Wray Community - Gloria

Wray Community - Gloria

Driven by passion and purpose, Gloria is a special needs educator dedicated to enhancing the quality of life for individuals with special needs. Her work involves developing and implementing functional, customized programs and curricula that enable individuals with autism to lead meaningful and fulfilling lives.

It's no secret that working in the special education sector is challenging, so witnessing Gloria's dedication to working in this field for over a decade is truly inspiring. 

We find out how she has defied society's expectations by following what felt right for her until she discovered her present calling. 


You've worked for over a decade in the special education sector, can you tell us more about when you realised that your passion for the field had been ignited? 

I actually stumbled into education. Initially, my plan after graduating from James Cook University with a degree in psychology was to pursue case management or therapy work. 

However, at that time, there were no suitable positions for me, and I was offered a teaching position in a special education school instead.

The turning point for me, and what ignited my conviction to make a difference for my students happened in my first year, I had a challenging student who had frequent meltdowns.

At that time, I had not yet been formally trained and could not understand why she kept getting upset. There was one day where she was starting to show signs of escalation again and, more out of frustration more than anything, I told her that she could just tell me if she wanted something. To my surprise, she verbalised “biscuit”.

That was the first time she had expressed her needs to me. I realised there was much more to the behaviors of my students with moderate to severe needs than what appeared on the surface. This sparked my journey to make a difference in their lives by becoming someone they could trust and reach out to when in need.

You've experienced a transition from teaching to management and learned more about yourself; could you share a little more about that?

During this transition, I found myself working with newer colleagues more frequently. I've always enjoyed the casual coaching moments in the classroom, where I shared how I would teach a particular skill to a student or manage a challenging behavior. When I transitioned into a more supervisory position and formal coaching was required as part of my role, I discovered that my strength as a leader lay in providing guidance during formal coaching

Perhaps it is because it is very important to me for quality teaching to happen in the classroom. Students learn well when teachers teach well. As my portfolio continues to expand over the years, I hope that I can remember this and continue to place priority on my teachers’ development.

You work in a demanding sector with many stakeholder needs to consider. Have you ever experienced burnout or moments of overwhelming stress? How do you recognize the signs, and what steps do you take to deal with it?

I know that I am not coping with stress when I experience lengthy periods of lethargy and cognitive overload. In those situations, I need to spend time alone and have zero demands on myself. The obvious treatment is really to catch up on sleep so that my brain can recalibrate.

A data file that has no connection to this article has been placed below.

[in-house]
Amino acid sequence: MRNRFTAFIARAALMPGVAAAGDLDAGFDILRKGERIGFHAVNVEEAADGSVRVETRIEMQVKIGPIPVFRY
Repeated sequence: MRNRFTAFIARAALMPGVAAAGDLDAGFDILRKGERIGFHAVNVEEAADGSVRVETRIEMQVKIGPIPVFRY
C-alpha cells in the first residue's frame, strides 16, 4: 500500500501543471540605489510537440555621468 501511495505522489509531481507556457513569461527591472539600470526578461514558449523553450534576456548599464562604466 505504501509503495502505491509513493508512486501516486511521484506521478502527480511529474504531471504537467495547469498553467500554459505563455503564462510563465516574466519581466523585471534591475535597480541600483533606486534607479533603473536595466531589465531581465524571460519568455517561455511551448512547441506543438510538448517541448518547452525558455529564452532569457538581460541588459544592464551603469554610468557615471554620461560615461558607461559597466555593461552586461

I am an introvert, and so being away from the outside world and retreating into my own safe haven every now and then is very important. In these instances, I may not respond to texts or calls, but that is really me prioritising myself and ensuring that I have the time I need to deal with my stressors.

How has your understanding of success evolved, and what advice would you offer to your past self about defining and pursuing success on your own terms?

I would tell myself that success is not defined by what the world says it should be, and there is no need to compare yourself to someone else who meets that criterion for being a “successful person”.

Instead, success is defined by what truly makes you happy, and that looks different for every individual.

For example, in my younger days, the traditional route for a 'smooth road to a successful life' was to be in the Express stream, go to a Junior College, and then a local university.

I never really shared this with others, but there were definitely moments where I felt inadequate that I did not meet the traditional expectations of that successful student. However, I knew that was not for me.

I am glad that, instead of pursuing what everyone else felt was the better road, I listened to myself. I developed so many life skills from studying Mass Communication in a polytechnic, and then about human behaviour from pursuing Psychology in a private university. Success to me now is to do what I am passionate about, and to do it well.

One thing that helps us to recalibrate when things get challenging is indulging in simple everyday adventures. Is there one that you indulge in?

While I am in a middle management position, I believe that my heart is still that of a teacher. Whenever I need a breather, I find myself walking to the classes and spending time with the students.

Being with them not only helps lift my spirit, but also reminds me of purpose of the work that I do e.g., developing the curriculum or other programming in the school. The classroom environment is dynamic and fun, and adds a splash of colour into the mundane day to day paperwork that I sometimes am busy with.